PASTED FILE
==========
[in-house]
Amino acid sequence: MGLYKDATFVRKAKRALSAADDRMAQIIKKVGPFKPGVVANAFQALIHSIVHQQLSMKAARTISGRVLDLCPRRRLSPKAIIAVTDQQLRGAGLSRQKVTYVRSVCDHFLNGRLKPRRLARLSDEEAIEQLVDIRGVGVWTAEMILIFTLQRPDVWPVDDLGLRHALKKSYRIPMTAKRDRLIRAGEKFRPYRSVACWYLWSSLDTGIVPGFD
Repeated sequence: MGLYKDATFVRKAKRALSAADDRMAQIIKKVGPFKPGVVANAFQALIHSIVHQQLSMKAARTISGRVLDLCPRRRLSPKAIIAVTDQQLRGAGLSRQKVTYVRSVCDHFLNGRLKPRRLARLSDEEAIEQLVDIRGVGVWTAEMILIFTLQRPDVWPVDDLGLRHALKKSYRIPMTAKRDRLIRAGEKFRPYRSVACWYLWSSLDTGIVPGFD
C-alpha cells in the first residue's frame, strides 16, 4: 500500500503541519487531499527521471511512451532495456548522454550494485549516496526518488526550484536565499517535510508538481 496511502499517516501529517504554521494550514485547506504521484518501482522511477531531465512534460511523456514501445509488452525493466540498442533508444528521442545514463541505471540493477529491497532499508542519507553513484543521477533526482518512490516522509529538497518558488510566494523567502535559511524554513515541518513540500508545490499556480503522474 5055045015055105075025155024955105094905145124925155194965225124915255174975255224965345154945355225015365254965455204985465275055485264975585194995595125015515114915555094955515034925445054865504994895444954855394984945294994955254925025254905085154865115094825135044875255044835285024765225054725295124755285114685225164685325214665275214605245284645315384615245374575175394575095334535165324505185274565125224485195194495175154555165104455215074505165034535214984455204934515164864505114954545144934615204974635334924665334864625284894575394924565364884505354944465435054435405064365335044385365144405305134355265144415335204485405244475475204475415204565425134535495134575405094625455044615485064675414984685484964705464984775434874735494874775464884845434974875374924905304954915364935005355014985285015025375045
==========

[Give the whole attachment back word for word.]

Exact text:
[in-house]
Amino acid sequence: MGLYKDATFVRKAKRALSAADDRMAQIIKKVGPFKPGVVANAFQALIHSIVHQQLSMKAARTISGRVLDLCPRRRLSPKAIIAVTDQQLRGAGLSRQKVTYVRSVCDHFLNGRLKPRRLARLSDEEAIEQLVDIRGVGVWTAEMILIFTLQRPDVWPVDDLGLRHALKKSYRIPMTAKRDRLIRAGEKFRPYRSVACWYLWSSLDTGIVPGFD
Repeated sequence: MGLYKDATFVRKAKRALSAADDRMAQIIKKVGPFKPGVVANAFQALIHSIVHQQLSMKAARTISGRVLDLCPRRRLSPKAIIAVTDQQLRGAGLSRQKVTYVRSVCDHFLNGRLKPRRLARLSDEEAIEQLVDIRGVGVWTAEMILIFTLQRPDVWPVDDLGLRHALKKSYRIPMTAKRDRLIRAGEKFRPYRSVACWYLWSSLDTGIVPGFD
C-alpha cells in the first residue's frame, strides 16, 4: 500500500503541519487531499527521471511512451532495456548522454550494485549516496526518488526550484536565499517535510508538481 496511502499517516501529517504554521494550514485547506504521484518501482522511477531531465512534460511523456514501445509488452525493466540498442533508444528521442545514463541505471540493477529491497532499508542519507553513484543521477533526482518512490516522509529538497518558488510566494523567502535559511524554513515541518513540500508545490499556480503522474 5055045015055105075025155024955105094905145124925155194965225124915255174975255224965345154945355225015365254965455204985465275055485264975585194995595125015515114915555094955515034925445054865504994895444954855394984945294994955254925025254905085154865115094825135044875255044835285024765225054725295124755285114685225164685325214665275214605245284645315384615245374575175394575095334535165324505185274565125224485195194495175154555165104455215074505165034535214984455204934515164864505114954545144934615204974635334924665334864625284894575394924565364884505354944465435054435405064365335044385365144405305134355265144415335204485405244475475204475415204565425134535495134575405094625455044615485064675414984685484964705464984775434874735494874775464884845434974875374924905304954915364935005355014985285015025375045